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Potty training regression and giving your little ones grace | indiasroses.com

If you’ve ever read anything about potty training regression you know that the number one and number two biggest reasons for increased accidents and disinterest in the toilet are moving to a new home and having a pregnant Mom or a new sibling.

So basically a month ago when I was stressing out about escrow and our routine had gone to crap and moving was imminent and pregnancy was taking over it is no wonder that my daughter stopped having ANY interest in using the potty. I mean in a world where Mommy is stressed, Daddy is stressed that Mommy is stressed and you’re two and half and unable to control much of anything, why wouldn’t you take control of the one thing that you can and flat out refuse to use the potty? I mean is there really any other option?

So here we are back in diapers, and not the frugal, earth friendly cloth kind like we used to use, no, the landfill filling, .50cents a pop kind with unicorns on the front and magical stars that disappear when you pee in them kind. Because today when I put her in a cloth diaper she waddled around for a few minutes, told me it was too big, that it hurt and she really didn’t like it, but again what could I expect? When you don’t wear cloth diapers for 6 months it’s inevitable that you forget how to exist comfortably with the cloth diaper bulge and bubble butt.

But the truth is, it’s all completely normal. I think half the reason I’m writing this particular post is to remind myself that it is in fact incredibly normal for potty learned toddlers to have regression even without monumentally life changing events. So really all in all we’re lucky that a little pee on the floor is the worst of our whole moving/family expanding venture.

So I will give her grace, and I will look at the big picture and take the time to see that she needs normalcy restored to her world before we can move forward with anything else, and to create that for her I will take the time to make this house a home as quickly as I am able, and I will put aside my “to dos” and have diner ready at the normal time, and keep an eye on the clock so that our bedtime rituals are consistent, and most of all I will love her with everything I have, because while this has all been very stressful for me it has been more so for her because she can’t grasp the big picture, or the reasons for Mommy being grumpy, she only knows that things aren’t “right” or the “same” and needs me to be there for her as we work towards our new normal.

And may I just add I am completely aware that when the baby actually arrives all of this will once again become a whirl wind of late diners, and missed baths, but all I can do is give her one day at a time and when the baby does come we’ll have a better foundation to work back to.

Thank you for reading and please feel free to ask questions or leave comments

 

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My daughter is 20 months old and a frequent user of the word “No”. I knew this phase would come and I’d heard all the same horror stories about it that most parents do, but when she did finally learn the word “No” I was surprised to find that every single time she said it, it was exactly what she meant.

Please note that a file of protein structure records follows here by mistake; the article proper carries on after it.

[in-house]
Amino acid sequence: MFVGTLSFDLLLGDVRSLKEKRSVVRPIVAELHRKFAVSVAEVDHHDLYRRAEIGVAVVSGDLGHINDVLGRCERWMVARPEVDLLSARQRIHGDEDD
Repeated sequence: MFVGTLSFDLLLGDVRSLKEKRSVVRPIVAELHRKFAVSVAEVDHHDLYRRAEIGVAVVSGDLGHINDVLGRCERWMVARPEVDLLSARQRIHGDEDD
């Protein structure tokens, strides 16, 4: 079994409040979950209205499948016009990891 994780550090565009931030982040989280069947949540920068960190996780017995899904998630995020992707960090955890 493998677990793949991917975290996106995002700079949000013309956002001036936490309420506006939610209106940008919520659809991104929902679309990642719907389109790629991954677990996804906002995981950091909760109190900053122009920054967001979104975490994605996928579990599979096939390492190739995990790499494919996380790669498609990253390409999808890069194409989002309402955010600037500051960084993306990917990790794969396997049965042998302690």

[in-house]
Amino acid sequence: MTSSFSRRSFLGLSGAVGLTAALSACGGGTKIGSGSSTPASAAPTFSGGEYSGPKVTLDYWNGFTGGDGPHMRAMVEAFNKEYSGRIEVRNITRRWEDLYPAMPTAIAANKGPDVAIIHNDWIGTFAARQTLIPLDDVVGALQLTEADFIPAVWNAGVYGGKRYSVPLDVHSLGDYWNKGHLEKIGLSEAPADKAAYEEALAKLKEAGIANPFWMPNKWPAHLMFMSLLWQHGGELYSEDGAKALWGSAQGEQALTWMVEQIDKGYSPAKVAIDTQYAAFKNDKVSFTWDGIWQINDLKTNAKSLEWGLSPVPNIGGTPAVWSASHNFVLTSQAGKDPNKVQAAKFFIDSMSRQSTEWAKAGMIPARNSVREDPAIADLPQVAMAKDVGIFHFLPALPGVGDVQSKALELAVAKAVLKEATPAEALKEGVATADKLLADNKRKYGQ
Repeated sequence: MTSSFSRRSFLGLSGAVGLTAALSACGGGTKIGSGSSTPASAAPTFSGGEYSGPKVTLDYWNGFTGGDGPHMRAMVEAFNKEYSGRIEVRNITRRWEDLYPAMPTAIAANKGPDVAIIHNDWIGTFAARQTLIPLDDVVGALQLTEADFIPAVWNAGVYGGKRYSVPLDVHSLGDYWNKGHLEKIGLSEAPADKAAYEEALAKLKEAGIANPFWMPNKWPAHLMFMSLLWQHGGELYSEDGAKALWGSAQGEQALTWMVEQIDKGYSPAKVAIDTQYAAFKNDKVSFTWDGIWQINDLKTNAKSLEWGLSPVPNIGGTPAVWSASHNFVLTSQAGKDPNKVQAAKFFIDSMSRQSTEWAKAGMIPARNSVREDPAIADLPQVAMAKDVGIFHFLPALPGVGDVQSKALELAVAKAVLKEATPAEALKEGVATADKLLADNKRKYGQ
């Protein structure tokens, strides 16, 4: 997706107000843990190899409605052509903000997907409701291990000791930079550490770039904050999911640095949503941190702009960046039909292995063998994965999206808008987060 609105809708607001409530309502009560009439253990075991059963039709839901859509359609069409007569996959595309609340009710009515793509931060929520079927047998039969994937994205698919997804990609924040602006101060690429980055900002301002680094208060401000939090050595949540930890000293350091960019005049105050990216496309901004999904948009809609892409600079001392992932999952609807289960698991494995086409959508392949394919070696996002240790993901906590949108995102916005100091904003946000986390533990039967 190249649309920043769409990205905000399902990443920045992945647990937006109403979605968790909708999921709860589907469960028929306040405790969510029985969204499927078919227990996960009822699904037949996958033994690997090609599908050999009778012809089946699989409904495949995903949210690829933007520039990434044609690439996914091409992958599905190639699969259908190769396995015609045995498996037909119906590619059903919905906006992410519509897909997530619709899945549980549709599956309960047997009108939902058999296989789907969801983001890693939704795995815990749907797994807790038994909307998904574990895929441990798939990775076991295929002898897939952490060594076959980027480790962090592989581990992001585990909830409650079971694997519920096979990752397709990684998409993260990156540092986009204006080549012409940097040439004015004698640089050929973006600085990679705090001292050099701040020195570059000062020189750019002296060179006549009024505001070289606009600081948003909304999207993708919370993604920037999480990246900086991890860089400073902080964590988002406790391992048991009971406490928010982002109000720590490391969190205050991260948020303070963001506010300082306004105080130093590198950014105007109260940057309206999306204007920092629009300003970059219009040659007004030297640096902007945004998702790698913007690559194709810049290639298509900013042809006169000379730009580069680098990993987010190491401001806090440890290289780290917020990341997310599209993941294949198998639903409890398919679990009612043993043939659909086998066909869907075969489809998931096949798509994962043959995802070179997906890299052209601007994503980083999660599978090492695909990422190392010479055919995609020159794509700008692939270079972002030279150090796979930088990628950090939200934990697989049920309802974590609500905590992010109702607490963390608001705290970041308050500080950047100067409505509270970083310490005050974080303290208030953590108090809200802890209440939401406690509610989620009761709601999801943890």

It wasn’t a form of rebellion, or a means to torture me by refusing every single possible thing I came near her with; it was a means of finding and embracing her own personal sovereignty. Of letting me know what she thought was wrong and what she didn’t like. So instead of overpowering her like so many parents do I made a decision to respect her instead. When I ask her a question and she says “No” and I feel that she understood me and fully grasped the concept of what I was putting before her then I take the “No” at face value and that’s it, she said “No” and “No” means “No”.

Now there are always some exceptions like when we’re getting ready to go in the morning and she doesn’t want to wear clothes or be strapped into her car seat, but I also make sure not to offer up these things as options. I don’t ask her “Can we brush your teeth now?” I tell her “It’s time to brush your teeth!”, but if I do ask her a question like “Would you like yogurt for lunch?” or “Can I give you a kiss?” and she says “No” then we don’t have yogurt, and as much as I’d like to give her a big kiss on the cheek I don’t because she obviously isn’t interested at that moment and I respect that.

Another reason I think it’s so important to respect the “No” from an early age (especially for girls) is because you should always feel with every part of your being that when you say “No” that is does in fact mean “No” and if someone doesn’t respect that and tries to force you into something you are not comfortable with you should feel empowered by the fact that you gave them an easily understandable statement meaning that you did not, do not, and would not willingly participate in whatever it is they are suggesting (or forcing) and that you have every right to use any means possible to remove yourself from the situation and that by saying “No” you were in the right and they were without a doubt in the wrong. No shame should be felt, No guilt should be lived with because you wholly believe in the meaning of your “No”.

So as I try to get my toddler dressed this morning and make the mistake of asking her “Would you like to put on your shirt now?” and clearly hearing her pronounce “NO!” I respect that she means it and wait a little longer before rephrasing and telling her “It’s time to put on your shirt now”.

 

 

 

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